Reply
    • Danny June 2, 2014, 3:59 pm

      You should look into a philosophy like stoicism and learn how to not worry. Work hard and do your best to prepare, but try not to worry about the whims of fortune. In fact, worrying is irrational: it involves trying to control things you cannot possibly control. Freeing yourself from anxiety makes you better suited to actually address things you do have control over.

      Who ends up doing better on a test: the person who stresses out about it well in advance and then frantically crams at the last minute, or the guy who quietly studies for it 30 minutes a day for a month in advance? The latter guy is probably much happier with his life, too.

      Here’s a relevant MMM article: http://www.mrmoneymustache.com/2013/10/07/how-big-is-your-circle-of-control/

      Reply
  • aaron barton May 29, 2014, 6:11 pm

    Like I always tell my friends: I worry about money so I don’t have to.

    Reply
    • Eldred May 30, 2014, 7:40 am

      Dave Ramsey: “Live like no one else, so later you can live like no one else…”

      Reply
  • Mr Michael Musctachio May 29, 2014, 6:25 pm

    Can you write an article on how to handle family members that do not share our views of extreme early retirement?- One of my biggest early retirement fears is the expectation that I will be bailing out other family members that are irresponsible w finances that live month to month. I have several family members that perpetually borrow money from my parents. I expect their requests to shift to me if I my early retirement plans become known. Kind of like the family members that come out of the woodwork when someone wins the lottery. These are a few of the issues I anticipate if I tell people about early retirement- I am afraid that if these things come up and I stand my ground it will cause resentment and money may drive a wedge between my extended family- Just curious if anyone in early retirement has experienced any of these??? Thanks

    Reply
    • Mr. 1500 May 30, 2014, 6:53 am

      I deal with the same nonsense. My family knows I”m doing well, so they seem to think that it’s OK to let me pay for stuff.

      I don’t have one real good solution for you, but some random suggestions. Lay down the law the first time they ask. If they ask to borrow money, gently steer them to Prosper or Lending Club. Offer help with the loan application process. When my family says, “Let’s go out to eat!”, I respond with, “We already have dinner planned at home. Want to join us?” I also like to point out to most of the people who want to borrow money that they have nicer cars (“You could trade in that new Accord for a used Civic!”). After a while, they seem to get the message.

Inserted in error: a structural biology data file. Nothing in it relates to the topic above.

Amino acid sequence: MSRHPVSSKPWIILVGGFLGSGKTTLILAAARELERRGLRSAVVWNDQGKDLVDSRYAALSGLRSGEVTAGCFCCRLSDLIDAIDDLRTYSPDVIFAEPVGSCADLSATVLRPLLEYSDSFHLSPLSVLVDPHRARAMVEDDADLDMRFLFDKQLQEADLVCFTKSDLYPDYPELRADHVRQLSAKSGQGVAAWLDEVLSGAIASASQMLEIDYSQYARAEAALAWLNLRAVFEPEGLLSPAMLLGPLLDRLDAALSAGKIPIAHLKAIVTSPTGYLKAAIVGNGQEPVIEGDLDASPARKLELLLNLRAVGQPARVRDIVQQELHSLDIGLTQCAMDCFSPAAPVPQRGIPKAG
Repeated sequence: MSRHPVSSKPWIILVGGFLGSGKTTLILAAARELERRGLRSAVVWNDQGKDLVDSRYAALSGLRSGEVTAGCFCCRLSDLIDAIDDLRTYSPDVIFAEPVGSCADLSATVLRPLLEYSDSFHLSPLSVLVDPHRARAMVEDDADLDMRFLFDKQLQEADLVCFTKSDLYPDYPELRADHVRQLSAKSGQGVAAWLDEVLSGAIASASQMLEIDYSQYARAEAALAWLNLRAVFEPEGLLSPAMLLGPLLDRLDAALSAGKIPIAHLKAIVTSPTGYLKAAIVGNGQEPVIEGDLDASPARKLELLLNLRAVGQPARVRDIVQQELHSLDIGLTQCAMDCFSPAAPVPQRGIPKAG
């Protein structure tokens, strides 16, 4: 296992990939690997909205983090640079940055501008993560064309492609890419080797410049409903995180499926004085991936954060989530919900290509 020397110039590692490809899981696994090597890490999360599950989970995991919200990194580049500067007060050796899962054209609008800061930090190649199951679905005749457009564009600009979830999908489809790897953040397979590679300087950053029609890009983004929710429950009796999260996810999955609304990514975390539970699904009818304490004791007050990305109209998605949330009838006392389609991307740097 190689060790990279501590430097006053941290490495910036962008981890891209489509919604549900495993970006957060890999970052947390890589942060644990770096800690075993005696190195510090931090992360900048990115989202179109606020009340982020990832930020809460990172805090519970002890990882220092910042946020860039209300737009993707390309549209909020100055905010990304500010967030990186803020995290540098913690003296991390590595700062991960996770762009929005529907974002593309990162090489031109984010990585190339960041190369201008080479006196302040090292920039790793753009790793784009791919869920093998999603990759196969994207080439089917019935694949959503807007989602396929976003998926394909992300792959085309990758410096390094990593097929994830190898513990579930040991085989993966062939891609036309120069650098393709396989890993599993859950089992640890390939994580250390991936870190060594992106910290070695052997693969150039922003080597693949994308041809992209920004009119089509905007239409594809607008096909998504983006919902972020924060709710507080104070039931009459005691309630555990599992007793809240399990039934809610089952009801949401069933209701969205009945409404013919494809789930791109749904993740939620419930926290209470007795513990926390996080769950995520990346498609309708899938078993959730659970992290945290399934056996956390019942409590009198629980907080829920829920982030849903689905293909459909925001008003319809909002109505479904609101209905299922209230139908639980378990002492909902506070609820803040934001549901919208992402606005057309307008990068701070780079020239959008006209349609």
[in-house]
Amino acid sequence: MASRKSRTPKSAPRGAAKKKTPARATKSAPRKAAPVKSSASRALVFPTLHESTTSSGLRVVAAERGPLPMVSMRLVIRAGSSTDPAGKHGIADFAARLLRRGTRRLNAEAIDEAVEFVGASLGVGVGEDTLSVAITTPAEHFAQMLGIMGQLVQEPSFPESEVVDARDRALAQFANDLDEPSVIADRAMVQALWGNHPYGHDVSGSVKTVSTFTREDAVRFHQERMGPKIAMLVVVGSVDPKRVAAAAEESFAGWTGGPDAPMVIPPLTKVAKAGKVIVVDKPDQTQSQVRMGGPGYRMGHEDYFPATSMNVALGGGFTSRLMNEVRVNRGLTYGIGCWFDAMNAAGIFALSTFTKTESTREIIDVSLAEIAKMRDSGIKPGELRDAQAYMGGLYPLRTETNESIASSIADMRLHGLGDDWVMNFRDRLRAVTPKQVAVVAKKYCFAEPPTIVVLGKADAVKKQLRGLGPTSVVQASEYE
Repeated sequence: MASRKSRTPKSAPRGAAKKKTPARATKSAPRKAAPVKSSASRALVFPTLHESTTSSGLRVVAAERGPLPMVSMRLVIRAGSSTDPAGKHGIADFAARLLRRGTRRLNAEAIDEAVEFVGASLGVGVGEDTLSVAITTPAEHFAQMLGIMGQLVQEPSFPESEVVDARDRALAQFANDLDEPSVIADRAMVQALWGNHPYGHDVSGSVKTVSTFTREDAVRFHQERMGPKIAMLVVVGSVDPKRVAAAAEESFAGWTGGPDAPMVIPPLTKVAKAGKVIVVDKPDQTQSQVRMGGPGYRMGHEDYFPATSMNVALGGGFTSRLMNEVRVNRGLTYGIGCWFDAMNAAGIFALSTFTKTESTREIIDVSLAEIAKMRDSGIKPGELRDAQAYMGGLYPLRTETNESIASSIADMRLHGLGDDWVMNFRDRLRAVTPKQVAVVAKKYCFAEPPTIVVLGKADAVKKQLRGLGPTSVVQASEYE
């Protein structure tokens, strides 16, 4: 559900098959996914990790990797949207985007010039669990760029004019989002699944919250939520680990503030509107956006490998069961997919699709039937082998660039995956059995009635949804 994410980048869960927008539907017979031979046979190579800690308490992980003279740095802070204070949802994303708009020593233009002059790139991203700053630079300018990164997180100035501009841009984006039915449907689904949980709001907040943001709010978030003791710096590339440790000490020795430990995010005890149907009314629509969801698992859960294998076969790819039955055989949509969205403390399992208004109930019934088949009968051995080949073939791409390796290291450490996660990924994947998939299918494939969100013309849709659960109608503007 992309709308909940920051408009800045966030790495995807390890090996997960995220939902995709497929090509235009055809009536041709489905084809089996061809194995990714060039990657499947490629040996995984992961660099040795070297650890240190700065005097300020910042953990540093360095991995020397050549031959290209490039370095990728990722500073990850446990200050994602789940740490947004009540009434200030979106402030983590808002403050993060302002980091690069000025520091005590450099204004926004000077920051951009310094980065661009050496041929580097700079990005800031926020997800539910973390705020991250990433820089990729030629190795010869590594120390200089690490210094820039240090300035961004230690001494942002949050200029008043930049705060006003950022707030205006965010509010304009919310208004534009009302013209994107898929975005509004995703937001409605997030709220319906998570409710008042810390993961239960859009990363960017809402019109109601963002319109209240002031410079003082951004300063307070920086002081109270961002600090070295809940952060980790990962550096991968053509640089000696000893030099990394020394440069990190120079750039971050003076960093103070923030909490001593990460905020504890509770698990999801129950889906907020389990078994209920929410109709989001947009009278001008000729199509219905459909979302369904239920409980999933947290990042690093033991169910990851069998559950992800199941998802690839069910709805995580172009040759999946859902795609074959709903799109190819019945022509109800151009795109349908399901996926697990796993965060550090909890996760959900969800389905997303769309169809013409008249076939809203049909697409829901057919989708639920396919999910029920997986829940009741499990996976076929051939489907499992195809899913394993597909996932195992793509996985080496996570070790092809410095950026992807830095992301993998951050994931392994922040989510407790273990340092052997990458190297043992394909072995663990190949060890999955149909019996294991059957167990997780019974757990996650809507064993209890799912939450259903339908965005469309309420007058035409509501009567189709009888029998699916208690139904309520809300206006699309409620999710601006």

Reply
      • The roamer May 30, 2014, 8:15 am

        Wow that’s great advice. I am also worried about that stuff specially since my sibling and parents don’t save. Sigh. Now if I could figure out how to cut the cord with someone I’m already helping. The conversation on the forum about what is your responsibility financially to family really hit home. It’s difficult to help people who don’t want to help themselves and at the same time are making you miss out on your own family because if the extra financial requirements… Ugh pit in my stomach just thinking about it. Thanks mr 1500 this will help me prevent future requests.

        Reply
      • Mr Michael Mustachio May 30, 2014, 3:21 pm

        Thanks for all of the great suggestions! This is very helpful!! I try to help by encouraging them and trying to provide general advice about their situation also recommending books to read that will teach them about living a more frugal lifestyle. I am pretty sure I will be asked for assistance when I semi-retire- However I am not an enabler of their behavior and will not be responsible for their irresponsibility.

        In addition to financial assistance from time to time, my parents cover a lot of the expenses when they visit “out of guilt they won’t get to see their grandkids” which isn’t too bad 1X/year. I recommend that my parents only travel to visit them and not encourage this too often or it will be expected of them every visit.
        I will also recommend Lending Club to my parents as a means to end the personal loans that become gifts…

        Reply
    • Keith Schroeder May 30, 2014, 9:14 am

      Michael,

      Just because someone asks you to borrow them money doesn’t mean you must do it. Saying “no” to such a request is the greatest gift you can give them.

      MMM already wrote a post on your topic if interest:

      http://www.mrmoneymustache.com/2012/03/22/selling-the-dream-how-to-make-your-spouse-love-frugality/

      Enjoy.